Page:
Evaluation of the Triage PPY on-site testing device for the detection of dextropropoxyphene in urine

Alphonse Poklis, Justin L Poklis, Lisa D Tarnai, Ronald C Backer
Journal of Analytical Toxicology 2004, 28 (6): 485-8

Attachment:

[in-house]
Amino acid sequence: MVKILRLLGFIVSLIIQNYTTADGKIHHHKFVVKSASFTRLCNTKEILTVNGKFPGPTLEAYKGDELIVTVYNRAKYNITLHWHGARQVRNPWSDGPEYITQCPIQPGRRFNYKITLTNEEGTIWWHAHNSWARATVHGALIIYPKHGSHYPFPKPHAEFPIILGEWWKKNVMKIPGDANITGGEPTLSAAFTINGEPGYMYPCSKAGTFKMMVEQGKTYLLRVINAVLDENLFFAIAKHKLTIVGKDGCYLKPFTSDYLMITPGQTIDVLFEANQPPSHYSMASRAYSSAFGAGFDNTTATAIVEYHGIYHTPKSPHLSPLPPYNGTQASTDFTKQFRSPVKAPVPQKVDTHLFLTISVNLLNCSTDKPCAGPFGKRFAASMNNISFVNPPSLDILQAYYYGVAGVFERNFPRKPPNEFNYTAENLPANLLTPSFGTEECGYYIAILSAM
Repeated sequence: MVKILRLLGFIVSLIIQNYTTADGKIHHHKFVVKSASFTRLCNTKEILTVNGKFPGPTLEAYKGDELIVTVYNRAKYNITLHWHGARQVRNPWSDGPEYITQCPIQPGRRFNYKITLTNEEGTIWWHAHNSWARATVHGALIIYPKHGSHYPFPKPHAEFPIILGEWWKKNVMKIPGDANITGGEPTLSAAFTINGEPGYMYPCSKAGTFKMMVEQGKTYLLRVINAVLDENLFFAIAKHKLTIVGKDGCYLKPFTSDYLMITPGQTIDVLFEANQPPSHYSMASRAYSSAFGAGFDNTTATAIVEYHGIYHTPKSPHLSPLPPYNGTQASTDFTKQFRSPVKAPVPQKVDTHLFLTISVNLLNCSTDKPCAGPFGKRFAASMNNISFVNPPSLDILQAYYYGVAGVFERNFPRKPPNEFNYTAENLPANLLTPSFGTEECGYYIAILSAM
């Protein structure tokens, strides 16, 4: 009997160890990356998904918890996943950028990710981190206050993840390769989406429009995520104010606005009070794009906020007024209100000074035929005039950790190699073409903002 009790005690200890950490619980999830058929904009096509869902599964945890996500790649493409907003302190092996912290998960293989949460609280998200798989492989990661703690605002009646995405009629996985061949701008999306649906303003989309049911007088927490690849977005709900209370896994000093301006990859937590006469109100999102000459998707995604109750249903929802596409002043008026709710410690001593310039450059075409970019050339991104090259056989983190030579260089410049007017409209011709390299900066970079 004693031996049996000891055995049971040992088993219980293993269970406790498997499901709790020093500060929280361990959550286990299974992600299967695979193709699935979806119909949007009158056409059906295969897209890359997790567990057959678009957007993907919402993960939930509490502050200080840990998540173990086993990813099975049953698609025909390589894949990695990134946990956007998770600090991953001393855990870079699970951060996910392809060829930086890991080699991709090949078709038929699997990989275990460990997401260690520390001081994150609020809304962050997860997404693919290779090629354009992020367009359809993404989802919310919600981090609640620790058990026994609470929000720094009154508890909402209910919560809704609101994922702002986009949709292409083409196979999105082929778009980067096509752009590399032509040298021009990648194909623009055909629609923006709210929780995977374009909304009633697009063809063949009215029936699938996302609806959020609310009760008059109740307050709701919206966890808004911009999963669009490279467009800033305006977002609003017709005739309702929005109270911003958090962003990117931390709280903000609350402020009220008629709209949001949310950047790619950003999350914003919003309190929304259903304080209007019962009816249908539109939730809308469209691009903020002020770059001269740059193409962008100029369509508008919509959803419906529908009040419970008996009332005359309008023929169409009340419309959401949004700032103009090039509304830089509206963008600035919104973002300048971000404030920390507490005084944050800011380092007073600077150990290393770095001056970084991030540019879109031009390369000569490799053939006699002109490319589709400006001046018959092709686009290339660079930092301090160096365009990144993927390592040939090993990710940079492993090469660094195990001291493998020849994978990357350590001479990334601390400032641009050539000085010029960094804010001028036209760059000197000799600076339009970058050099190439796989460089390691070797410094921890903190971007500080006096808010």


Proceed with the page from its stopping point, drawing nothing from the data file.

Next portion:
A new point-of-care colloidal metal immunoassay urine drugs-of-abuse testing device, the BIOSITE TRIAGE Plus Propoxyphene (TPP), was evaluated for the rapid detection of dextropropoxyphene (PPY) and/or its primary metabolite, norpropoxyphene (NP), in urine at a total PPY/NP concentration of 300 ng/mL or greater. This assay has been added to the Triage device that tests for commonly abused drugs. Adding to drug-free urine PPY and NP established the linearity of the TPP assay at concentrations of 40%, 80%, 120%, and 160% of the cut-off concentration. No significant cross-reactivity was found at 1.0 g/L for 32 drugs commonly encountered in emergency department admissions. Significant cross-reactivity was observed only with diphenhydramine and tricyclic antidepressants. TPP results from 160 urine specimens screened for PPY and/or NP were compared to those obtained by testing with DRI enzyme immunoassay, Emit II plus immunoassay, Abuscreen Online immunoassay and gas chromatography-mass spectrometry (GC-MS). There was a 98.8% agreement of positive or negative results between TPP and both the DRI and OnLine assays. The two discordant TPP results were due to concentrations of NP below the TPP minimum cross-reactivity value of 400 ng/mL. These two specimens yielded GC-MS NP concentrations of 262 and 359 ng/mL. These NP concentrations were within +/- 20% of the cross-reactivity cut-off value for NP for TPP, DRI, and Online. There was only an 88% agreement of positive or negative results between TPP and the Emit assay. Twenty urine specimens yielding PPY positive results when tested by TPP were negative by Emit testing. The discordant TPP results were due to poor cross-reactivity of Emit to NP. A 98.8% agreement of positive PPY results was observed between TPP and GC-MS. Discordant urines were found to contain PPY concentrations below the cut-off value of the assay. TPP was found to be an accurate device for the detection of PPY and NP in urine.

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